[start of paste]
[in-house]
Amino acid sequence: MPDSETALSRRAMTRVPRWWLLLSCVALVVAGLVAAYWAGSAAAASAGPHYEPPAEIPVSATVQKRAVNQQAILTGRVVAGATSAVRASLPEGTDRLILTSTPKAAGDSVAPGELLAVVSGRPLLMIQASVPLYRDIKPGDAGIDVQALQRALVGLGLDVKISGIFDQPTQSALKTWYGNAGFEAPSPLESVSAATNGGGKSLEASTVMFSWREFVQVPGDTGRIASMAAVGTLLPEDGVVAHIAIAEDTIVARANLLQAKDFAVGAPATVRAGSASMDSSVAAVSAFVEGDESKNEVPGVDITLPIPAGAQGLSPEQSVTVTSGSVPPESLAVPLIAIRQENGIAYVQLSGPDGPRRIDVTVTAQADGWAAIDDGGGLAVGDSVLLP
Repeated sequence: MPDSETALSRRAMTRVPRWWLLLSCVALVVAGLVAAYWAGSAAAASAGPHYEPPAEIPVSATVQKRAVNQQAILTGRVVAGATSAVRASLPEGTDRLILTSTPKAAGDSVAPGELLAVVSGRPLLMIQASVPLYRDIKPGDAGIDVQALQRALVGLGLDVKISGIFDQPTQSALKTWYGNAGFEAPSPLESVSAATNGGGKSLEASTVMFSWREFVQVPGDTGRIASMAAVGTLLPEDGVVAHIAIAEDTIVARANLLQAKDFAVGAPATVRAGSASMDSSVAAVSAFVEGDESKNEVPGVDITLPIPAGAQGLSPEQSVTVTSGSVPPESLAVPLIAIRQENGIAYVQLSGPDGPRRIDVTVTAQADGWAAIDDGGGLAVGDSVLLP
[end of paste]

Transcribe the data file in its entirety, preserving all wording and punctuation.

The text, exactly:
[in-house]
Amino acid sequence: MPDSETALSRRAMTRVPRWWLLLSCVALVVAGLVAAYWAGSAAAASAGPHYEPPAEIPVSATVQKRAVNQQAILTGRVVAGATSAVRASLPEGTDRLILTSTPKAAGDSVAPGELLAVVSGRPLLMIQASVPLYRDIKPGDAGIDVQALQRALVGLGLDVKISGIFDQPTQSALKTWYGNAGFEAPSPLESVSAATNGGGKSLEASTVMFSWREFVQVPGDTGRIASMAAVGTLLPEDGVVAHIAIAEDTIVARANLLQAKDFAVGAPATVRAGSASMDSSVAAVSAFVEGDESKNEVPGVDITLPIPAGAQGLSPEQSVTVTSGSVPPESLAVPLIAIRQENGIAYVQLSGPDGPRRIDVTVTAQADGWAAIDDGGGLAVGDSVLLP
Repeated sequence: MPDSETALSRRAMTRVPRWWLLLSCVALVVAGLVAAYWAGSAAAASAGPHYEPPAEIPVSATVQKRAVNQQAILTGRVVAGATSAVRASLPEGTDRLILTSTPKAAGDSVAPGELLAVVSGRPLLMIQASVPLYRDIKPGDAGIDVQALQRALVGLGLDVKISGIFDQPTQSALKTWYGNAGFEAPSPLESVSAATNGGGKSLEASTVMFSWREFVQVPGDTGRIASMAAVGTLLPEDGVVAHIAIAEDTIVARANLLQAKDFAVGAPATVRAGSASMDSSVAAVSAFVEGDESKNEVPGVDITLPIPAGAQGLSPEQSVTVTSGSVPPESLAVPLIAIRQENGIAYVQLSGPDGPRRIDVTVTAQADGWAAIDDGGGLAVGDSVLLP